Trailblazer Challenge: Interactive after-visit summary

OSF Innovation is developing hospital-based Innovation Hubs where anyone across the Ministry can learn to engage in improvement, creative thinking and executing solutions.

The first hub launched at OSF HealthCare Saint Paul Medical Center in Mendota, Illinois. This included the kickoff of an OSF Trailblazer Challenge, where Mission Partners could submit their ideas, collaborate with others and be selected as a winner to develop solutions that can improve the hospital discharge process.

The competition resulted in 39 ideas, with four selected to go before leaders for either further development or implementation. This is the third blog in a series highlighting the finalists.

An easy way to interact with discharge instructions 

Whether you are leaving your doctor’s office, urgent care or the emergency room, you will more than likely receive an “after-visit summary.” This piece of paper details your diagnosis, treatment and steps to take for you to remain healthy.

But it’s not always the most straightforward document to understand, and some people have issues navigating what to do after they leave a medical facility. Zackary Vankeulen, director of emergency services at OSF Saint Paul, hopes to make the “after-visit summary” more useful for patients.

“Our goal was to come up with a solution that makes it easier for patients to manage their health care journeys, so they don’t have to worry about how to schedule their next appointment, memorize care instructions or search the internet for education,” said Zackary. “We believe this could help decrease re-hospitalizations, visits to the emergency room and the number of phone calls our call centers receive trying to help patients with these types of issues.”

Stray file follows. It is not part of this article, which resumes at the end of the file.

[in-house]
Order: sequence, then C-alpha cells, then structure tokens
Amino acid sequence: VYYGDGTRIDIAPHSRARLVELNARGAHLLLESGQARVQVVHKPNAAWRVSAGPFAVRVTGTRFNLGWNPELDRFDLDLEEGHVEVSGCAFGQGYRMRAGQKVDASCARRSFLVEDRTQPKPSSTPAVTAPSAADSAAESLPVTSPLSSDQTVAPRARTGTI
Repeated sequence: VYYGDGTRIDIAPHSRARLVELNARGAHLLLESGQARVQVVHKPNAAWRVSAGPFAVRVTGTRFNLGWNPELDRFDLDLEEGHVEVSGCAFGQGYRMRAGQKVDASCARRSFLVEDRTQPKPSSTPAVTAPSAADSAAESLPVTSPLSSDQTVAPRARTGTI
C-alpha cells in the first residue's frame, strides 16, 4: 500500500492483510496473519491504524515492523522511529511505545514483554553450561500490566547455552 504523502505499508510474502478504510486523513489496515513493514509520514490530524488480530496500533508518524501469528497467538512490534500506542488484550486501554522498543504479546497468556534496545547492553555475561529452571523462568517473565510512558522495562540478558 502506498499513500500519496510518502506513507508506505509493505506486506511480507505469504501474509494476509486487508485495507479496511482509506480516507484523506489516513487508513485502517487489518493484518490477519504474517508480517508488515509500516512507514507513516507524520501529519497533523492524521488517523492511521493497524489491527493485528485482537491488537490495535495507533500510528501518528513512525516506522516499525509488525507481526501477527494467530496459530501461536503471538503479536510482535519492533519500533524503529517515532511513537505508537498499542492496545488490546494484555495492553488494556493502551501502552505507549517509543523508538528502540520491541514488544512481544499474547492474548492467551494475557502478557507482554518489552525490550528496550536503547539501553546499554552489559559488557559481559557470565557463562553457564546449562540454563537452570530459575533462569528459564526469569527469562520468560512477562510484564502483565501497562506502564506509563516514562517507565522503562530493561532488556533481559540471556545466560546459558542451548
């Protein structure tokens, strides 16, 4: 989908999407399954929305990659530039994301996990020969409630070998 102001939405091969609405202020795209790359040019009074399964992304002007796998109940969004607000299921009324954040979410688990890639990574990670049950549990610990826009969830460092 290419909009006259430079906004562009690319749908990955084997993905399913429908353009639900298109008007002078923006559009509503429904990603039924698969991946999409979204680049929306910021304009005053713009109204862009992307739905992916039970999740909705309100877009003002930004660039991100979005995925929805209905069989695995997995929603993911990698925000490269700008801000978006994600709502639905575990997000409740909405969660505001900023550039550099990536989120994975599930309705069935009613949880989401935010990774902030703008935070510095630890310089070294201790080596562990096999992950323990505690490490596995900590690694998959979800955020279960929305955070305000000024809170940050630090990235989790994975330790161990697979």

He and his team, which includes Ellen Vogel and Itzhel Qadri, pitched the idea of building out the OSF MyChart app to have an interactive version of the “after-visit summary.” The vision is to give patients the opportunity to schedule follow-up appointments, obtain education on their illness and initiate two-way communication with providers – all in one place.

Zackary and his team are meeting with OSF IT and Epic, which runs OSF MyChart, to discuss options for development.

“The OSF Innovation Studio and our leaders have been super supportive of this project,” said Zackary. “This experience has been a great way to see how new ideas are developed, and we’ve learned how to pivot when a concept isn’t going where you want it to. From the time we had our initial sit down as a group to where we’re at now, our project looks completely different and it’s exciting to see it grow.”

We are all innovators

The development of Innovation Hubs and Trailblazer Challenges is just one way OSF Innovation is working to dispel the idea that innovation only happens in Peoria, and that everyone can harness their gifts toward creating solutions to transform health care.

“It’s very important our Mission Partners know how to get their ideas out there because if they don’t, they’ll just stay ideas that will never become a reality and make a difference,” said Zackary. “By doing challenges like these and having support from our leadership teams, this inspires the confidence of our Mission Partners to submit and advance concepts.”

Mission Partners like Zackary are critical to the Mission of OSF. They have firsthand knowledge of problems at the front lines of care and operations and can courageously make their voice heard, impacting health care delivery for patients across the organization.

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About Author: Denise Molina-Weiger

Denise Molina-Weiger is a Writing Coordinator for OSF HealthCare, where she has worked since March 2015. She initially came to OSF to write about the work taking place at the Jump Trading Simulation & Education Center, one of the world’s largest simulation and innovation centers and went on to become the Media Relations Coordinator for OSF Innovation which was developed to help the hospital system lead the way in transforming care.

Before joining the OSF HealthCare team, Denise was a reporter for Peoria Public Radio for ten years, writing on everything from politics, housing and transportation issues to hospital care in the region. She earned her bachelor’s degree in radio broadcasting from Western Illinois University in 2003 and received her master’s degree in public affairs reporting from the University of Illinois at Springfield in 2004.

Denise lives in West Peoria with her husband, son and two crazy dogs. In her spare time, she likes to snuggle on the couch with her family and watch cooking shows on Netflix. She loves taking road trips with her family and then complaining about it when they are over.

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Categories: Innovation